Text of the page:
The Durbar Court, Foreign Office, King Charles Street. Never mind the poor quality of the photo, gaze in wonder at where F.O. civil servants get to work, or more precisely, have coffee. This is a covered courtyard renamed when the F.O. stepped in to take on the rule of the Raj, after the East India Company experienced a spot of bother in 1857 (now referred to as the ‘Indian mutiny/rebellion’ – one person’s mutineer is another’s freedom fighter, after all.)

Graffiti, Tower of London. The Tower is rightly one of the most popular tourist attractions in London, and one of the most photogenic. However, I’ve chosen to show some of the sobering graffiti left by prisoners. All three of these men were later executed – around 480 years ago.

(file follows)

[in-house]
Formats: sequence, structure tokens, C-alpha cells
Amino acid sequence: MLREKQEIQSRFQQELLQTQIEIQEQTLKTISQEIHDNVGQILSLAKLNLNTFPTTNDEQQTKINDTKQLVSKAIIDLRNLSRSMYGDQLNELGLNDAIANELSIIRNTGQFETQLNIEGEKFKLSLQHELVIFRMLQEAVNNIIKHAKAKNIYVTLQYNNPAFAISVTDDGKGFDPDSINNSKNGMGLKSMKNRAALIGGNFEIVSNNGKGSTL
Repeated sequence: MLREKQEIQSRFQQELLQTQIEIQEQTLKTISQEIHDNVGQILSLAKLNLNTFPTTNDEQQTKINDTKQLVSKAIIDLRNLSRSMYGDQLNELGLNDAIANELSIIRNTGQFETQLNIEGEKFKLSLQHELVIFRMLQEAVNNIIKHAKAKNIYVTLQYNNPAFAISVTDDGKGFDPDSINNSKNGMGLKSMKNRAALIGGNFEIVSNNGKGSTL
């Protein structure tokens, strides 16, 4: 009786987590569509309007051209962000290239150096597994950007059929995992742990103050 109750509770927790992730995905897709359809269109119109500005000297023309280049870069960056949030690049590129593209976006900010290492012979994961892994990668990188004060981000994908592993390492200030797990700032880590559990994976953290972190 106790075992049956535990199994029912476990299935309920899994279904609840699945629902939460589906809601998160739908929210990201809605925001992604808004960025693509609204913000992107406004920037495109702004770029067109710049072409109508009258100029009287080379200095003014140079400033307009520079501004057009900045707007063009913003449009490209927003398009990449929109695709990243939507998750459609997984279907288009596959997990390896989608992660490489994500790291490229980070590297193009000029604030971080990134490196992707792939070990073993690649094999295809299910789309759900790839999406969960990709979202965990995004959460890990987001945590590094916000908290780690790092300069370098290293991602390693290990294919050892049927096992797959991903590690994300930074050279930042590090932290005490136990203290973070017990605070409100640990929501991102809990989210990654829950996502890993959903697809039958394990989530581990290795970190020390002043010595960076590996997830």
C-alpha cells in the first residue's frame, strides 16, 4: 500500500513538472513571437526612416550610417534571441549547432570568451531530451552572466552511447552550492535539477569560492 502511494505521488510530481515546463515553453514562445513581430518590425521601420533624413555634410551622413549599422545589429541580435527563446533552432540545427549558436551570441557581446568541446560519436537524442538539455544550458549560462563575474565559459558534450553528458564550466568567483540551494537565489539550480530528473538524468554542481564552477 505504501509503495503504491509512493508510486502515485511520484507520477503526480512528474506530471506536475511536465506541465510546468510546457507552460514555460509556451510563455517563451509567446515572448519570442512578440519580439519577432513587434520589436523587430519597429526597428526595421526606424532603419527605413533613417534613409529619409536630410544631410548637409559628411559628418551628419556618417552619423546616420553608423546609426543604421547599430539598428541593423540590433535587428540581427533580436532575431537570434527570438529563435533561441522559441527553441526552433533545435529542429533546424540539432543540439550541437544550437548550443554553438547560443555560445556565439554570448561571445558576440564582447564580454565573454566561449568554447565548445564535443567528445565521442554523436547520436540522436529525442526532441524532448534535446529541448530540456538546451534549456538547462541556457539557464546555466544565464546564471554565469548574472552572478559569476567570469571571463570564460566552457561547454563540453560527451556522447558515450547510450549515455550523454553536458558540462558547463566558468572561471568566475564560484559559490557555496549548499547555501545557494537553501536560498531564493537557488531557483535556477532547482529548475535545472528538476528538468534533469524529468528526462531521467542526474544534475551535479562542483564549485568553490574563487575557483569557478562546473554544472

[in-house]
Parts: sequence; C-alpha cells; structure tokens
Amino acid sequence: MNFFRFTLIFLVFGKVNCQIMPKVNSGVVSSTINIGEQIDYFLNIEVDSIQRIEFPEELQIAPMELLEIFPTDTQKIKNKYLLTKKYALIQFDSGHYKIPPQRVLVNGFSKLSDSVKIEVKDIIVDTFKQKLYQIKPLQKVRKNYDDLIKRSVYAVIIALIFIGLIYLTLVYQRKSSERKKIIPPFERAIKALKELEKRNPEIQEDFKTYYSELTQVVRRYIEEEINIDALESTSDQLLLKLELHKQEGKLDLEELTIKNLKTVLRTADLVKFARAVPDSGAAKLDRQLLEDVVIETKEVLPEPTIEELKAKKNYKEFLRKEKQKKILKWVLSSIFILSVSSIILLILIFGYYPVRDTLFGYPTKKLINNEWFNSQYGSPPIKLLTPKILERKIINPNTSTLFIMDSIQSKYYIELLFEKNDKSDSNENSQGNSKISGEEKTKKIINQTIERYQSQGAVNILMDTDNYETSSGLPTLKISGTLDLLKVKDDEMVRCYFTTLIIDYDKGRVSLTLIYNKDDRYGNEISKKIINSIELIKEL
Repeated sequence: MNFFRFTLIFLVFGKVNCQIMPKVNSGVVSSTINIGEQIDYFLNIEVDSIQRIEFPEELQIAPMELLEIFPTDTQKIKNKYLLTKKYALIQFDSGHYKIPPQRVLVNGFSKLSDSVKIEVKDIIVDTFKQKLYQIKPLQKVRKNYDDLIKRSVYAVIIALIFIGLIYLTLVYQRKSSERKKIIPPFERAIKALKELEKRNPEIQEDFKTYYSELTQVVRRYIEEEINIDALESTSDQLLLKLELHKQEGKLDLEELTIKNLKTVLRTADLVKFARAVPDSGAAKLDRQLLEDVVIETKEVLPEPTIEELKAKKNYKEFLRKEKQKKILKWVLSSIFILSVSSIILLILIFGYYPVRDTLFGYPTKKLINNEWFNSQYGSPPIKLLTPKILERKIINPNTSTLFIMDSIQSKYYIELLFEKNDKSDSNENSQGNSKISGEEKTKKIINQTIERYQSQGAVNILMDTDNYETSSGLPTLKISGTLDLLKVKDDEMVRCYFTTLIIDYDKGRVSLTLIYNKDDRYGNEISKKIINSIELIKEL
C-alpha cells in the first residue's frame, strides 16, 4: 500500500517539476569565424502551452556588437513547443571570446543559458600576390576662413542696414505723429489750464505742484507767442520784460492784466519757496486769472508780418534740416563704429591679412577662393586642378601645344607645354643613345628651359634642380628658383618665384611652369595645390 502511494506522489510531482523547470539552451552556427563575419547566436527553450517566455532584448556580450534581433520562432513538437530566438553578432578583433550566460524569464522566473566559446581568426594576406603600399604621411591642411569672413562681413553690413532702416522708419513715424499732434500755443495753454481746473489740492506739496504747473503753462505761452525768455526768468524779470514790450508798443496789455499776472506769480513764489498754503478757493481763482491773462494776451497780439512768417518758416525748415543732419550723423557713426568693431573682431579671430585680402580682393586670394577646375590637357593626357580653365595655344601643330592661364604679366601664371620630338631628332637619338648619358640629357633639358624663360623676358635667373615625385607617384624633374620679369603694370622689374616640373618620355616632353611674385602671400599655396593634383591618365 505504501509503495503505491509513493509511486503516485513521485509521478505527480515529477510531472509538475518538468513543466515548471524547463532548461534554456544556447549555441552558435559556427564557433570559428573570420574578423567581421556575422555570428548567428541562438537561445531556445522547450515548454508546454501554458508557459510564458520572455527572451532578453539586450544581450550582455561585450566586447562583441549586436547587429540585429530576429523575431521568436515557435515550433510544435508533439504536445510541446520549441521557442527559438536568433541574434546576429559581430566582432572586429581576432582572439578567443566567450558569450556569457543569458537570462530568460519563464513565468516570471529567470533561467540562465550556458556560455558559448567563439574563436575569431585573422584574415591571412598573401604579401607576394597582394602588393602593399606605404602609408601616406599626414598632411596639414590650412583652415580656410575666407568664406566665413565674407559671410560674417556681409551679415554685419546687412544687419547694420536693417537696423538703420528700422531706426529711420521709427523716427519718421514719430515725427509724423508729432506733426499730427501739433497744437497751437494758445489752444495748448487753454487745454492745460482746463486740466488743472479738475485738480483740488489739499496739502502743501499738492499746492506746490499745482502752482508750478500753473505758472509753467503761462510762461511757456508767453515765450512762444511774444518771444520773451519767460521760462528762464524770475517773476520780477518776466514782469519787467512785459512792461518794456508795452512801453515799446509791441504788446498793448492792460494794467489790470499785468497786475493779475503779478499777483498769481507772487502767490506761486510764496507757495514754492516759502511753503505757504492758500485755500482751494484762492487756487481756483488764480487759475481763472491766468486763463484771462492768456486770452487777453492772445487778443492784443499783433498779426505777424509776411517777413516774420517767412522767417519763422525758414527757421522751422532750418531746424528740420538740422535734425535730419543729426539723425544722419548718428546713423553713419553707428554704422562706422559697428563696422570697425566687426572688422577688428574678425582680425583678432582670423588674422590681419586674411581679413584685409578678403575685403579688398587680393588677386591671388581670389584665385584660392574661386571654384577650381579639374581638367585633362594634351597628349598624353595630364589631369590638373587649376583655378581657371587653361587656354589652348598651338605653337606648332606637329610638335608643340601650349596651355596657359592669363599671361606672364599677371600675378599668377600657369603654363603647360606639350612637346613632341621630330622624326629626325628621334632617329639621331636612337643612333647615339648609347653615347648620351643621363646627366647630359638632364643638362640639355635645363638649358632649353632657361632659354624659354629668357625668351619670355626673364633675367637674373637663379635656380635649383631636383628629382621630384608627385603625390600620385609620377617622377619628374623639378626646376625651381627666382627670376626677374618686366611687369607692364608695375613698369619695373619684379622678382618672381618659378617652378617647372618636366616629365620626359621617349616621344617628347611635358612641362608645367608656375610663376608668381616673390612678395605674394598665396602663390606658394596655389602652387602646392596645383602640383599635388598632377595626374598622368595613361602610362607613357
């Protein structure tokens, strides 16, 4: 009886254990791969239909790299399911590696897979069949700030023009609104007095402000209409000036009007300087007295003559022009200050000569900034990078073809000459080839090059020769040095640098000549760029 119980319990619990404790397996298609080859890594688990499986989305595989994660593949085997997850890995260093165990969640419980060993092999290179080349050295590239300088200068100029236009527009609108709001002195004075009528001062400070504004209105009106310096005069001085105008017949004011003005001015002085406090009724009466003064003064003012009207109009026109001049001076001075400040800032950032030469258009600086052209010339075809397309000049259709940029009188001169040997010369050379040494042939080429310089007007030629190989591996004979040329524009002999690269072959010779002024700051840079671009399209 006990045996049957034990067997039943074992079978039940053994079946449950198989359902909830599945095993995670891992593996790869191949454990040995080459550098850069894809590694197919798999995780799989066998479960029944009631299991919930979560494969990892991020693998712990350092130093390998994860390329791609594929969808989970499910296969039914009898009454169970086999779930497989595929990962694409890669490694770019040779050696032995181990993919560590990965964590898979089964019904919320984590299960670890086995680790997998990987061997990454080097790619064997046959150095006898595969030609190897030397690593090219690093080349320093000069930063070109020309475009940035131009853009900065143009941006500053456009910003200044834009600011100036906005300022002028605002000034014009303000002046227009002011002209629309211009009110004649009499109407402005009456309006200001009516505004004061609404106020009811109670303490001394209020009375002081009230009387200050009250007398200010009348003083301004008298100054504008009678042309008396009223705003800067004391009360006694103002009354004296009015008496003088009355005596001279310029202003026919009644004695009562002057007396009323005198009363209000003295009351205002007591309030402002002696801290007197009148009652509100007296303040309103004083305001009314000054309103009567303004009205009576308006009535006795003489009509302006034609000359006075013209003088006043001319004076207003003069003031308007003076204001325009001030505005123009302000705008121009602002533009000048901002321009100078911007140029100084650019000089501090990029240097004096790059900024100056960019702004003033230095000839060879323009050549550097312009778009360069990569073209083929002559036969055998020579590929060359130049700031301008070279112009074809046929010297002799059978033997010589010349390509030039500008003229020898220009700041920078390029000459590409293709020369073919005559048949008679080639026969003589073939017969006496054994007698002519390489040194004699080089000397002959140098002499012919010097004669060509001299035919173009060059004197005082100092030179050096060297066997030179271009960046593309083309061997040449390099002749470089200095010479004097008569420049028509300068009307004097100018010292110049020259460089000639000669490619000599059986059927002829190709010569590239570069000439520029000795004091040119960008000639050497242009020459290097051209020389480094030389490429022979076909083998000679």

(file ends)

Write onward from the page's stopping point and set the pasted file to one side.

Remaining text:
Piccadilly Circus at night. The building in the background was previous the offices of the London Fire Brigade, the building just visible to the left is the former Swan and Edgar department store.

The Royal Exchange. An early Sunday morning photograph of the historic Royal Exchange – the third on the site , built in 1844. 22 Bishopsgate, the tower in the background, provides a pleasing juxtaposition – the future looming over the past. After trading ended in 1939, the Royal Exchange came back to life with the Mermaid Theatre housed in the courtyard for the 1953 Coronation season, the open outcry pits of the London Financial Futures Exchange (LIFFE) 1982 -1991, and lots of upmarket shops in the 21st century.

The statue of Hodge, looking towards the home of his owner, Dr. Johnson. So often, the setting of a sculpture determines its impact and how appreciated it will be. Here, the attractive and historically ideal Gough Square ensures that both the cat and the oysters, which Johnson purchased for Hodge himself so as not to put his servants to any trouble , put a smile on almost everyone who sees them.